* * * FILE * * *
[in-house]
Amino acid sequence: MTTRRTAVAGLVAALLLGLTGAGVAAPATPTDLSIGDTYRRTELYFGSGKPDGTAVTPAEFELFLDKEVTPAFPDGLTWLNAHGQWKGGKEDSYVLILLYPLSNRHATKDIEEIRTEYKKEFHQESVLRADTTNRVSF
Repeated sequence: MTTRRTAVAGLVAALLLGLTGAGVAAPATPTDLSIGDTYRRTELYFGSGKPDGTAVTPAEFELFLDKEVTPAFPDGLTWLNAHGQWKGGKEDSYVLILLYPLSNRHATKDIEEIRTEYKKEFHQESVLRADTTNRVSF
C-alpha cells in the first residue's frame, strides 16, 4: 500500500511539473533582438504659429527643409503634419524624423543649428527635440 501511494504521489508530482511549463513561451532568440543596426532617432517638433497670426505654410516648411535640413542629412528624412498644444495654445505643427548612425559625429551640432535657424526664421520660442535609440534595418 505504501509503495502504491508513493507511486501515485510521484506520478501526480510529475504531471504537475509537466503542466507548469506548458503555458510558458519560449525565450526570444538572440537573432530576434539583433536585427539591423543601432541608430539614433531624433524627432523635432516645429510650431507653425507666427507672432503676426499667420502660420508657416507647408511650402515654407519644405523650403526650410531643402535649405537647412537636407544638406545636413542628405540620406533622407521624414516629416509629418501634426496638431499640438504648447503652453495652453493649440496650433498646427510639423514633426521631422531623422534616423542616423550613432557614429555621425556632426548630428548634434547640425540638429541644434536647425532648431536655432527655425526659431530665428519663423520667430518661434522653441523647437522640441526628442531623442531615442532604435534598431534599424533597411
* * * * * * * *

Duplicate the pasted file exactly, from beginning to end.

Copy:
[in-house]
Amino acid sequence: MTTRRTAVAGLVAALLLGLTGAGVAAPATPTDLSIGDTYRRTELYFGSGKPDGTAVTPAEFELFLDKEVTPAFPDGLTWLNAHGQWKGGKEDSYVLILLYPLSNRHATKDIEEIRTEYKKEFHQESVLRADTTNRVSF
Repeated sequence: MTTRRTAVAGLVAALLLGLTGAGVAAPATPTDLSIGDTYRRTELYFGSGKPDGTAVTPAEFELFLDKEVTPAFPDGLTWLNAHGQWKGGKEDSYVLILLYPLSNRHATKDIEEIRTEYKKEFHQESVLRADTTNRVSF
C-alpha cells in the first residue's frame, strides 16, 4: 500500500511539473533582438504659429527643409503634419524624423543649428527635440 501511494504521489508530482511549463513561451532568440543596426532617432517638433497670426505654410516648411535640413542629412528624412498644444495654445505643427548612425559625429551640432535657424526664421520660442535609440534595418 505504501509503495502504491508513493507511486501515485510521484506520478501526480510529475504531471504537475509537466503542466507548469506548458503555458510558458519560449525565450526570444538572440537573432530576434539583433536585427539591423543601432541608430539614433531624433524627432523635432516645429510650431507653425507666427507672432503676426499667420502660420508657416507647408511650402515654407519644405523650403526650410531643402535649405537647412537636407544638406545636413542628405540620406533622407521624414516629416509629418501634426496638431499640438504648447503652453495652453493649440496650433498646427510639423514633426521631422531623422534616423542616423550613432557614429555621425556632426548630428548634434547640425540638429541644434536647425532648431536655432527655425526659431530665428519663423520667430518661434522653441523647437522640441526628442531623442531615442532604435534598431534599424533597411